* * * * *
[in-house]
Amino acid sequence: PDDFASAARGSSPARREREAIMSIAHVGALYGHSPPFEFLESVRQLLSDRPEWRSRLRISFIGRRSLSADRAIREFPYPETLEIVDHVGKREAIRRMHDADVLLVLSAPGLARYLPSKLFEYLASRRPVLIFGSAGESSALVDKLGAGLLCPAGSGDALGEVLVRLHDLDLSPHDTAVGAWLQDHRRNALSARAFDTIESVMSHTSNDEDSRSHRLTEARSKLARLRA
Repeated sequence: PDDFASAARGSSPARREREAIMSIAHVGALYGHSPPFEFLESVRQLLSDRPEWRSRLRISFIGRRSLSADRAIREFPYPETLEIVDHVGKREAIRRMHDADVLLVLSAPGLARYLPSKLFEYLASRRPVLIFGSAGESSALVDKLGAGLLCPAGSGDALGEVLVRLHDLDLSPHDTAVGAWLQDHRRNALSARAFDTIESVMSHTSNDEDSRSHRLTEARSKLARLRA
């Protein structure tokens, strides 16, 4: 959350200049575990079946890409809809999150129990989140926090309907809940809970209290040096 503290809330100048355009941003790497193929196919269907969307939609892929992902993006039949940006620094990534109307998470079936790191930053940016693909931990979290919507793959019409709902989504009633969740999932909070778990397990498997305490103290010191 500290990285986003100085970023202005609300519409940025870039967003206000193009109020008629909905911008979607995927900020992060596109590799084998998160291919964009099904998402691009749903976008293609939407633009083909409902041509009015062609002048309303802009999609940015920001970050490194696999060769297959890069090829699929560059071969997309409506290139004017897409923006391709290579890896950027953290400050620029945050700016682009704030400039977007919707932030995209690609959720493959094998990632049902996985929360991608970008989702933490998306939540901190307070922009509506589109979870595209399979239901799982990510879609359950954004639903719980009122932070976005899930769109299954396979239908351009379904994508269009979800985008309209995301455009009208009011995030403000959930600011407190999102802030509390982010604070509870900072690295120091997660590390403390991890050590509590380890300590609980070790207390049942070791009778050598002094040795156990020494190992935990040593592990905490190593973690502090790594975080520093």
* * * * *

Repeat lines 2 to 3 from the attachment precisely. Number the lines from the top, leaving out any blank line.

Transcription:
Amino acid sequence: PDDFASAARGSSPARREREAIMSIAHVGALYGHSPPFEFLESVRQLLSDRPEWRSRLRISFIGRRSLSADRAIREFPYPETLEIVDHVGKREAIRRMHDADVLLVLSAPGLARYLPSKLFEYLASRRPVLIFGSAGESSALVDKLGAGLLCPAGSGDALGEVLVRLHDLDLSPHDTAVGAWLQDHRRNALSARAFDTIESVMSHTSNDEDSRSHRLTEARSKLARLRA
Repeated sequence: PDDFASAARGSSPARREREAIMSIAHVGALYGHSPPFEFLESVRQLLSDRPEWRSRLRISFIGRRSLSADRAIREFPYPETLEIVDHVGKREAIRRMHDADVLLVLSAPGLARYLPSKLFEYLASRRPVLIFGSAGESSALVDKLGAGLLCPAGSGDALGEVLVRLHDLDLSPHDTAVGAWLQDHRRNALSARAFDTIESVMSHTSNDEDSRSHRLTEARSKLARLRA